8 Pages

Numerical approach for wellbore stability and minimum required mud weight

WithHassan A. Sheha, Abdel-Alim H. Elsayed

Wellbore stability for drilling oil and gas wells is a vital art in drilling engineering that is related to geomechanical properties of the rock as well as the design of well profile. The major factors in the wellbore stability study are the minimum required mud weight and the well profile. A Microsoft Excel model is built to determine required minimum mud weight to drill a stable well, based on the mathematical approaches of most common rock failure criteria regarding drilling operations; Mohr-Column, Mogi-Column, and Modified-Lade. It provides the feasibility of selecting one of the three rock failure criteria, based on user requirement to match the geomechanical model proposed for the area. Moreover, it allows the feasibility to calibrate the calculated UCS values to match actual values and get reliable results. The model structured on analysing wellbore stresses and calculating the minimum mud weight that compensates the resultant of these stresses to control wellbore stability. Creating the model aims not only to determine minimum mud weight, but also to optimize well trajectory to reduce potential drilling hazards that reflects on safety, time, and cost.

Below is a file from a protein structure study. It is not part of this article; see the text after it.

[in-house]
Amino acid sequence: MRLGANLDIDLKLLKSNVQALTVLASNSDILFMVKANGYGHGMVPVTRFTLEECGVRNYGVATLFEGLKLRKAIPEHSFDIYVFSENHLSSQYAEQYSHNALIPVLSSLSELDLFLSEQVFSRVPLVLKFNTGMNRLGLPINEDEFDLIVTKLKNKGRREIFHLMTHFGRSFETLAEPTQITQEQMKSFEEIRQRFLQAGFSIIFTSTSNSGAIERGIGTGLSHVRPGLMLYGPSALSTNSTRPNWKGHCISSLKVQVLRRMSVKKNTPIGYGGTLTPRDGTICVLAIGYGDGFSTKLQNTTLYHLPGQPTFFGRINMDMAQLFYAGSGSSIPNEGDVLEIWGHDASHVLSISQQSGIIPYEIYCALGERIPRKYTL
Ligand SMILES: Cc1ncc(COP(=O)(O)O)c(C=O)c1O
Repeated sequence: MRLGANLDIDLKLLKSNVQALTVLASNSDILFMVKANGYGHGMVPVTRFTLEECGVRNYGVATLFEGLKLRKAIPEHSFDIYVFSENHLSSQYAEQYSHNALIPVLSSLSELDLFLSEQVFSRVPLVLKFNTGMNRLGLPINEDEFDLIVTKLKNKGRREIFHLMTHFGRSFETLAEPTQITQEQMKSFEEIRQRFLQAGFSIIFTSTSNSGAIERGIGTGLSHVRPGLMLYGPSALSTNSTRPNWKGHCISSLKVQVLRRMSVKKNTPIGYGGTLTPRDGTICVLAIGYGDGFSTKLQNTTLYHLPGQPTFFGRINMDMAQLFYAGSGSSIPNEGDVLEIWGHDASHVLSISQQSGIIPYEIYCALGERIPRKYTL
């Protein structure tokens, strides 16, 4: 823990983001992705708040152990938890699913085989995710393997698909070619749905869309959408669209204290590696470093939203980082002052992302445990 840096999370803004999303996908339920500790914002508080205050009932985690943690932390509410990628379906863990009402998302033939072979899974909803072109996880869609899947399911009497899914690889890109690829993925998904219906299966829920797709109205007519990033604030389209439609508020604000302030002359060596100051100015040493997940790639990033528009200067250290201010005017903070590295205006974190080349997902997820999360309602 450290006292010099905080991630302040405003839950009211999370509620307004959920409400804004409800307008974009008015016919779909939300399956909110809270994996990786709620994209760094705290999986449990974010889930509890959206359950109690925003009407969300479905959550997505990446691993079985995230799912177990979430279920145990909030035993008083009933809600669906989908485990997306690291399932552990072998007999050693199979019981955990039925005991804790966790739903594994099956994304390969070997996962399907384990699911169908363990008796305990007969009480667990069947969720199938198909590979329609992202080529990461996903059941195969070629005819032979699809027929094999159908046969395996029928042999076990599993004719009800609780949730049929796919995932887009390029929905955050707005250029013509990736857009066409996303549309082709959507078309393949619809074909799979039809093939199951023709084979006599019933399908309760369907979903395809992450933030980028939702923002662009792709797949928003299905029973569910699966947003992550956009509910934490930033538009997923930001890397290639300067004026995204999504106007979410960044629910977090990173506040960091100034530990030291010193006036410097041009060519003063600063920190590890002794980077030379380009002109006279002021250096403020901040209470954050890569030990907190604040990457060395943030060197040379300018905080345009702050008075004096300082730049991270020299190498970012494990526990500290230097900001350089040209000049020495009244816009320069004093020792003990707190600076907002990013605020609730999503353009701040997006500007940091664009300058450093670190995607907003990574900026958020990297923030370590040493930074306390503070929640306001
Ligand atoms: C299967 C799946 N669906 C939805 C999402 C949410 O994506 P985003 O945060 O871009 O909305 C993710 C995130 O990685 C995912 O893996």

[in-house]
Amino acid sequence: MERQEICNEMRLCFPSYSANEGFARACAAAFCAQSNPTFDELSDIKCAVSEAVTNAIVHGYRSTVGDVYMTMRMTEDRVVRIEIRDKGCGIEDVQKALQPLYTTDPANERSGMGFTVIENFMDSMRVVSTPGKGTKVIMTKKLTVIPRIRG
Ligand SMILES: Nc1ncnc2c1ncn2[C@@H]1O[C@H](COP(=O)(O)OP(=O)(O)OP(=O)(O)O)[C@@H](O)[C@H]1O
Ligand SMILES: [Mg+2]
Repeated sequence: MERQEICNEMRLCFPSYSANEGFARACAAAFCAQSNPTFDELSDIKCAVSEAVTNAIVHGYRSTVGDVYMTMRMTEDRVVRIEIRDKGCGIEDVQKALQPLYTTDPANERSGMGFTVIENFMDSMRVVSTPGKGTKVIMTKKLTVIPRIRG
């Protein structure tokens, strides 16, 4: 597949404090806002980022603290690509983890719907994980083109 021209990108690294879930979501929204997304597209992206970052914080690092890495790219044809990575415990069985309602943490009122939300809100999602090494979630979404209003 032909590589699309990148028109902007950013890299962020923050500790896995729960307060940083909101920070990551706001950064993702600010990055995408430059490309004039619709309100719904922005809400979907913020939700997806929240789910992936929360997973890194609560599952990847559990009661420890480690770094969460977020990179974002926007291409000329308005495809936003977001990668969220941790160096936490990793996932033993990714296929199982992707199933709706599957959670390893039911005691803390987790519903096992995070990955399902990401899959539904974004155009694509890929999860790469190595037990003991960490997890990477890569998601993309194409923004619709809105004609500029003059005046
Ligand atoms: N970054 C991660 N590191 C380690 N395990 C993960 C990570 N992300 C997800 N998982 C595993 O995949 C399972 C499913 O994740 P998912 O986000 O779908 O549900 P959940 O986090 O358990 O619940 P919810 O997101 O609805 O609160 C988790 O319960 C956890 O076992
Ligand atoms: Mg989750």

The model works according to certain assumptions, include that rock is elastic and homogeneous. Result of the model is a graph that indicates the locations, where rock may undergo failure, and minimum required mud weight for wellbore stability with zero-degree breakouts failure. It also allows to investigate the effect of depth, inclination, and azimuth on minimum required mud weight considering the three faulting regimes. The model is verified for offshore deviated wells, and it can be used for onshore and vertical wells. It has been applied on an actual case study at Gulf of Suez – Egypt – and its results were compared with the results of a commercial model to check their reliability.

Results of the models highlights many conclusions; wells parallel to minimum horizontal stress are more stable than wells parallel to maximum horizontal stress in case of normal faulting regime. Well inclination has significant effect on the expected minimum mud weight, in case of reverse faulting regime.